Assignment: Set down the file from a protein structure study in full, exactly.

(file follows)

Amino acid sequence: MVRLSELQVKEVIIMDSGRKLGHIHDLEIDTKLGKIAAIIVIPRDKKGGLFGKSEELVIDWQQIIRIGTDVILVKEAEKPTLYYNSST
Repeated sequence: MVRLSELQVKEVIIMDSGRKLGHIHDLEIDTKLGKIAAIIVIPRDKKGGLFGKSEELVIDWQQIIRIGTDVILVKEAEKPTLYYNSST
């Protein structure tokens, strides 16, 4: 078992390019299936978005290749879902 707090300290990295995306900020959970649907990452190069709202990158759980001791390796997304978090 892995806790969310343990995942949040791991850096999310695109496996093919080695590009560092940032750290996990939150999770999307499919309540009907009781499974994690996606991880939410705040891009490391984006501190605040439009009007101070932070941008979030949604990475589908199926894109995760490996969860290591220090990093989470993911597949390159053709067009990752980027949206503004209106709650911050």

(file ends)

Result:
Amino acid sequence: MVRLSELQVKEVIIMDSGRKLGHIHDLEIDTKLGKIAAIIVIPRDKKGGLFGKSEELVIDWQQIIRIGTDVILVKEAEKPTLYYNSST
Repeated sequence: MVRLSELQVKEVIIMDSGRKLGHIHDLEIDTKLGKIAAIIVIPRDKKGGLFGKSEELVIDWQQIIRIGTDVILVKEAEKPTLYYNSST
């Protein structure tokens, strides 16, 4: 078992390019299936978005290749879902 707090300290990295995306900020959970649907990452190069709202990158759980001791390796997304978090 892995806790969310343990995942949040791991850096999310695109496996093919080695590009560092940032750290996990939150999770999307499919309540009907009781499974994690996606991880939410705040891009490391984006501190605040439009009007101070932070941008979030949604990475589908199926894109995760490996969860290591220090990093989470993911597949390159053709067009990752980027949206503004209106709650911050």